Letters to the Editor, October 24, 2017
Patten keeps coming back to stir the pot
It’s abundantly clear that Chris Patten’s ostensible salvo at Rimsky Yuen Kwok-keung during his recent visit, but actually at the Hong Kong judiciary in substance, portends a much bigger battle.
That fellow Tory Benedict Rogers would “venture” a trip to Hong Kong to secure rejection (as he’d been told in advance that entry would be denied), followed by a joint letter from 12 prominent lawyers, was just part of a plan to denigrate Hong Kong and its judiciary. This is an attempt at interfering with the Hong Kong judiciary, masquerading as an expression of concern for our rule of law. The wolves are crying wolf.
Nothing would please them more than the perception of the loss of judicial independence, as that would suit their narrative.
However, given our dysfunctional polity, an opposition hell-bent on obstructing governance unwittingly welcomes such foreign interference.
Introspection would have been called for if only these 12 lawyers had got their basic facts right. When the prosecution makes an appeal and wins, it’s not double jeopardy by any stretch of the imagination, even in their own jurisdictions.
Another inconvenient truth is that the Occupy trio were convicted of instigating violence, irrespective of their political stand. Had the prosecution shied away from lodging an appeal because of their political stand, the decision would have well and truly been politically motivated.
The Hong Kong judiciary is the same judiciary that Chris Patten left behind in 1997, and has been as independent as it has always been, notwithstanding the biases on the part of individual judges, mainly of the liberal variety.
Ironically, when the British were around, a teenaged Tsang Tak-sing, later secretary for home affairs, was imprisoned for nearly two years for handing out fliers calling for the return of sovereignty to China. There was not the slightest whiff of indignation at the time from the likes of these 12 liberal lawyers.
Chris Patten has been on the prowl with a vengeance. Lu Ping called him “a sinner of a thousand years” for his blind pursuit of democracy for Hong Kong at the eleventh hour of British rule without regard for the realities. He keeps stirring the pot to make his point. Some sinners repent while others go to hell.
Jonathan Leung, North Point
Devil is in the details for starter homes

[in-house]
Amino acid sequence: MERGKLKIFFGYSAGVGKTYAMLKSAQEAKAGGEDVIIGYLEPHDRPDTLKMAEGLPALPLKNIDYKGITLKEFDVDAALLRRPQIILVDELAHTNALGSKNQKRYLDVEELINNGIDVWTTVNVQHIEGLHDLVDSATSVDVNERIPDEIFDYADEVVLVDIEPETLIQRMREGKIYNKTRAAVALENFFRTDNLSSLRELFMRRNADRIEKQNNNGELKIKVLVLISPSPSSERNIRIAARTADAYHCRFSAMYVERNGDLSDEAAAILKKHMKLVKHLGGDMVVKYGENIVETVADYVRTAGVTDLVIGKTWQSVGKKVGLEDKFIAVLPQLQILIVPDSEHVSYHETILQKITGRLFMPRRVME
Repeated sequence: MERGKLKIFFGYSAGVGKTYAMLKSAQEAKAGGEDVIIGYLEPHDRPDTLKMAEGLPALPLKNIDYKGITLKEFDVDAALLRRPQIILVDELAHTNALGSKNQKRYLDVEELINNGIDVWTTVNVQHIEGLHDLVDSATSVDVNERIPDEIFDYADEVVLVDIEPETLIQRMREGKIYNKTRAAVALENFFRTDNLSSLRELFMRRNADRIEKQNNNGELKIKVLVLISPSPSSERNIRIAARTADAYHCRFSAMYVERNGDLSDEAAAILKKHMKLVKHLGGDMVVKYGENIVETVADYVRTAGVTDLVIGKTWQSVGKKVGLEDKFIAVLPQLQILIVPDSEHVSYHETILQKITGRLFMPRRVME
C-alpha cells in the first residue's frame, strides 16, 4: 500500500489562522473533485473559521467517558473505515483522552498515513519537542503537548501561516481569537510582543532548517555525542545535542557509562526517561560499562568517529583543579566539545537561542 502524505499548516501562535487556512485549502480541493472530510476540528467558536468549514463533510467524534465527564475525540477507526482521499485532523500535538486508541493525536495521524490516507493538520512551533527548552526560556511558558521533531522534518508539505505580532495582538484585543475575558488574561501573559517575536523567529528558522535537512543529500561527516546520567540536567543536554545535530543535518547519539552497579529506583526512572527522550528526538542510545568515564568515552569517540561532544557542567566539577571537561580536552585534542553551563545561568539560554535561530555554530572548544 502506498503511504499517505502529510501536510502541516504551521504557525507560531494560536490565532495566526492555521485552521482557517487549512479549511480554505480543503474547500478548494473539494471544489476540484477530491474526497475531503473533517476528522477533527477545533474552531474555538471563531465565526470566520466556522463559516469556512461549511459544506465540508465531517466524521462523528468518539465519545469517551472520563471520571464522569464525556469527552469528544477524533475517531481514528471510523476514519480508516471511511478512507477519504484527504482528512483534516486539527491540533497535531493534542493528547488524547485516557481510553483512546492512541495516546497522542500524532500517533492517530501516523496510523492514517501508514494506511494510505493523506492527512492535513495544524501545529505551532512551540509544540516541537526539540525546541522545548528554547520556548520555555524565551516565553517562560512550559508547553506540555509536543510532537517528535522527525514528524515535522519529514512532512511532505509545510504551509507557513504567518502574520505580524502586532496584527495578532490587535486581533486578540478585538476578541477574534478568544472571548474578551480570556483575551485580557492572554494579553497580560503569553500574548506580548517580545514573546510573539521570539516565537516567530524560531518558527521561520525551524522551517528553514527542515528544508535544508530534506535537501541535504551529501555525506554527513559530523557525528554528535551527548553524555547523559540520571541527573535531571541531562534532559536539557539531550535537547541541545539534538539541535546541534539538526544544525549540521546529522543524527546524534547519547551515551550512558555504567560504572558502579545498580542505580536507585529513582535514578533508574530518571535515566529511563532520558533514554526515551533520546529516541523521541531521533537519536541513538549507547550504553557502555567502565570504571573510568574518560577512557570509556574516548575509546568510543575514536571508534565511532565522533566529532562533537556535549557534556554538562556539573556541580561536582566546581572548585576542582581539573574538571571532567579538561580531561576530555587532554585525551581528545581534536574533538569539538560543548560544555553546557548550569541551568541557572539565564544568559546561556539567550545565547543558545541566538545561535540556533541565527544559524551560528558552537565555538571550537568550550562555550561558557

I refer to your report on starter homes (“How Hong Kong compares with other cities for Starter Homes”, 16 October 2017).
I think that building starter homes for young middle-class families has both pros and cons. Hong Kong flat prices are always too high for the middle-class or younger buyers. For them, these cheaper starter homes can be a step up the ladder to home ownership. Households that earn too much to enter public housing but too little to afford private flats have long been unable to own a home in Hong Kong. The Starter Homes Scheme will greatly help such people.
However, I think the disadvantage for those homes would be the location. These flats are expected to be built quite a distance away from the city centre. That will be the price to pay for the lower rent. People who live there may have difficulty finding suitable transport links.
Therefore, while it is a good idea to build starter homes, maybe the government can pay more attention to the details to effectively address the issue of home ownership.
Jeana Cheng Ka Yi, Kwai Chung
Hikers on the right trail with rubbish bins
I refer to your article on public support for fewer rubbish bins (“Four of five visitors to Hong Kong’s countryside back the removal of rubbish bins from public hiking trails”, October 22). It makes me glad that the majority of hikers surveyed supported the removal of bins from public trails. Eighty per cent is an encouraging figure, showing that we are becoming more environmentally friendly.
In the long term, I think this scheme should not be limited to country parks, but be extended to urban areas as well. Since charging for municipal solid waste is going to be implemented in Hong Kong, it is important that we reduce the amount of public rubbish bins, to ensure people do not dump domestic refuse in them.
The government should run stronger public education campaigns about littering in beaches and country parks, as well as on our streets. Some people will just drop scraps of paper or cigarette butts on the street – this must stop. More recycling bins should also be provided to reduce the volume of solid waste.
Jessica Tsui Kit-lam, Tsuen Wan
Beijing must lead in cleaning up marine litter
I refer to your recent editorial on China’s fight against river pollution (“Fighting pollution is as crucial as growth”, October 9). Similar activities are long overdue in Hong Kong.
Our marine environment remains heavily polluted, mainly from fishing-related activities. I hope Hong Kong officials will take note of China’s efforts. And, in the absence thereof, I would encourage the motherland’s top leadership to take control.
To start with, it must take over the Agriculture, Fisheries and Conservation Department, as it appears unable to supervise the local fishing community who keep littering our waters, and for not initiating legislation banning styrofoam packaging.
Second would be the Marine Department, for not adopting effective anti-pollution measures in our typhoon shelters, and for fishing rubbish from the waters instead of collecting it from the fishing vessels.
Third, the district offices who keep cleaning our beaches, which serve little purpose if the sources are not attacked.
And lastly, the marine police, for failing to enforce existing anti-pollution legislation, given that they apparently haven’t issued a single fine to marine polluters in recent years.
Eduard van Voorst, Lamma